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A smart grid is a digitally enabled electrical grid that gathers, distributes, and acts on information about the behaviour of all connected entities in order to improve the efficiency, reliability, economics, and sustainability of electricity services.
On Monday the IDC Energy Insights released a report called ‘Worldwide Utility Smart Grid Spending Forecast, 2010-2015’, in which it analysed 14 different smart grid project types across North America, Europe, Asia-Pacific, and Latin America, in an attempt to deduce where investment priorities lay in the different regions.
They predicted that global investment in smart grids is likely to increase by 17.4 percent from 2010 to 2015, reaching a massive $46 billion worldwide.
In their report the IDC tried to understand the size of spending along with the timing, in order to determine the way in which smart grids will develop around the world. They looked at the areas where spending may occur such as: improving grid reliability, supporting the distribution and production of renewable energy, reducing operations and maintenance costs, increasing the efficiency of energy distribution, improving the security, and enabling efficient response to demand.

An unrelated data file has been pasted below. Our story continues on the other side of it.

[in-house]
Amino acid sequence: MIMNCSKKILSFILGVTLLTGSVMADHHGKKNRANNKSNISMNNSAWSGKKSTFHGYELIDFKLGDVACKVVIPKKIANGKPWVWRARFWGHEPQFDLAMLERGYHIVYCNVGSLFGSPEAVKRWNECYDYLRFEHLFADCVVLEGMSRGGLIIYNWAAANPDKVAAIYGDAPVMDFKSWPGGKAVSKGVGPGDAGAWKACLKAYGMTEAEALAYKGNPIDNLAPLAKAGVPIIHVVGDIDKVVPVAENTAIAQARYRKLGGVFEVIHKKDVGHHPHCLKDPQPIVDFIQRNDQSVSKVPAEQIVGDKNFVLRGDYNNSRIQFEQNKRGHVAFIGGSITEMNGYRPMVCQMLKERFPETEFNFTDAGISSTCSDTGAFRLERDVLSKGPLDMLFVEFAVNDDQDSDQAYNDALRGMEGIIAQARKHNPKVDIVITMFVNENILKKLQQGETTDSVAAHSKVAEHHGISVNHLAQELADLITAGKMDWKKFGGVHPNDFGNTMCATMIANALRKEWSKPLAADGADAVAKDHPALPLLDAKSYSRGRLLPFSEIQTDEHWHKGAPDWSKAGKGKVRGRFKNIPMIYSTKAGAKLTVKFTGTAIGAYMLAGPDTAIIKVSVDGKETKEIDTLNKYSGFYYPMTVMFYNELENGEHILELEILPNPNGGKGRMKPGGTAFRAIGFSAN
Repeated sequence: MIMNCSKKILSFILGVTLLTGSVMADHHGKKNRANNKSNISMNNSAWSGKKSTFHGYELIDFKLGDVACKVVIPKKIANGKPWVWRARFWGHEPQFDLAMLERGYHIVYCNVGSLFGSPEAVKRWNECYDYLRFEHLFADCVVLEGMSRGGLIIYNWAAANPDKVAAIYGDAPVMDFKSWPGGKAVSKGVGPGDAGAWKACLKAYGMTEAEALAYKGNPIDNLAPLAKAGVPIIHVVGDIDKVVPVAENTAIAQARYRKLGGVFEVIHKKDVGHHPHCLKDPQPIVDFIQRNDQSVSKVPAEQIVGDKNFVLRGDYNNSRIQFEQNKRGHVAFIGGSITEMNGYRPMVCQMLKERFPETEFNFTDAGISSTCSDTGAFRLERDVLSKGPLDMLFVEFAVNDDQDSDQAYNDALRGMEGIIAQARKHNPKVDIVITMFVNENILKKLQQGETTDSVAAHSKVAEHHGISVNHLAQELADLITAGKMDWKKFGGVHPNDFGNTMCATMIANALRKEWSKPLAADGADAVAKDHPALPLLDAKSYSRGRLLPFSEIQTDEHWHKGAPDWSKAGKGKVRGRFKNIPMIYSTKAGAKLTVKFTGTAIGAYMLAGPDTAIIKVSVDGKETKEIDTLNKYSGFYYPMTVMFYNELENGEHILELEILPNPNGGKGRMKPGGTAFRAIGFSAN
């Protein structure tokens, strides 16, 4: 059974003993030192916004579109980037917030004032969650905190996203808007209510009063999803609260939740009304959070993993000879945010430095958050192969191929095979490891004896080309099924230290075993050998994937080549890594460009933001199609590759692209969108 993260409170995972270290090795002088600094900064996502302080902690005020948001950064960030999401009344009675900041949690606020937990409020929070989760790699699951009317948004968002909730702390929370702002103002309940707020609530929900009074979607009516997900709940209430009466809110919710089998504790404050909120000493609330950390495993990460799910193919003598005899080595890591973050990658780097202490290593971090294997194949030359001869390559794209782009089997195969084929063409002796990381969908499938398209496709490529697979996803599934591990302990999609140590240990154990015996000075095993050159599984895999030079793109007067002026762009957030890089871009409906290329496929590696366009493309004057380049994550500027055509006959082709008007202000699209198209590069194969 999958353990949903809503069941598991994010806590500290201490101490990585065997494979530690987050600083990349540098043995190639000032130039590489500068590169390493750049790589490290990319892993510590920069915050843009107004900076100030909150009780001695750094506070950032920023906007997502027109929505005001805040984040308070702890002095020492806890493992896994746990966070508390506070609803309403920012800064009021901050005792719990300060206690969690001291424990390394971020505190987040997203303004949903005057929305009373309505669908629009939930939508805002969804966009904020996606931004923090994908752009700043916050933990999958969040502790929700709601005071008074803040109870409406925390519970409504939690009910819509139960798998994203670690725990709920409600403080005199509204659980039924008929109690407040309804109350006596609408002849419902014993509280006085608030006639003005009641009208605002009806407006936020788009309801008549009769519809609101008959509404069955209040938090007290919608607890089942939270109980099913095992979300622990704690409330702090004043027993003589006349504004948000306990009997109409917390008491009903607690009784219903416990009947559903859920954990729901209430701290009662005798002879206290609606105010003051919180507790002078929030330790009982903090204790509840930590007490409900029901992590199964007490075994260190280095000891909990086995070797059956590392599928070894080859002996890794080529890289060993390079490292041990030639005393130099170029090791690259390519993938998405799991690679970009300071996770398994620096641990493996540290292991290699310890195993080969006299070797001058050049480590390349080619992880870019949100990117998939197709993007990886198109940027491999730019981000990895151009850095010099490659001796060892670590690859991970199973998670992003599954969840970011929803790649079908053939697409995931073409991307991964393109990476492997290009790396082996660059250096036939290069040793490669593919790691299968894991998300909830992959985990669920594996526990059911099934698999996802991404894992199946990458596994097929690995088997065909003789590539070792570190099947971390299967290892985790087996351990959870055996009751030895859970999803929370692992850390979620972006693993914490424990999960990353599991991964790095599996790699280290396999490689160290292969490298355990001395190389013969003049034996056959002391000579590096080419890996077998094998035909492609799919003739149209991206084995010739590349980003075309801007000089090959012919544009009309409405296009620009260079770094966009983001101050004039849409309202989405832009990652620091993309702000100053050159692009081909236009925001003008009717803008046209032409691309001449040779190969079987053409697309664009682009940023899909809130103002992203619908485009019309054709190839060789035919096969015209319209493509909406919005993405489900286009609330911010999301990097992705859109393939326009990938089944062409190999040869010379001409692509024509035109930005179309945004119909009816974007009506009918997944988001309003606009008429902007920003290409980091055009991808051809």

North America already has a widely deployed advanced metering infrastructure (AMI), and by 2014 they predict that investment will start to focus on feeder automation and automated fault restoration. Europe and Asia-Pacific on the other hand are focusing on AMI and smart meters, with further investment and growth to begin at a later date than in North America.
Europe is actually focussing its efforts on its 20-20-20 goal of; 20% increase in energy efficiency, 20 percent reduction of CO2 emissions, and 20% renewable generation sources by 2020.
By. Charles Kennedy of Oilprice.com
Charles is a writer for Oilprice.com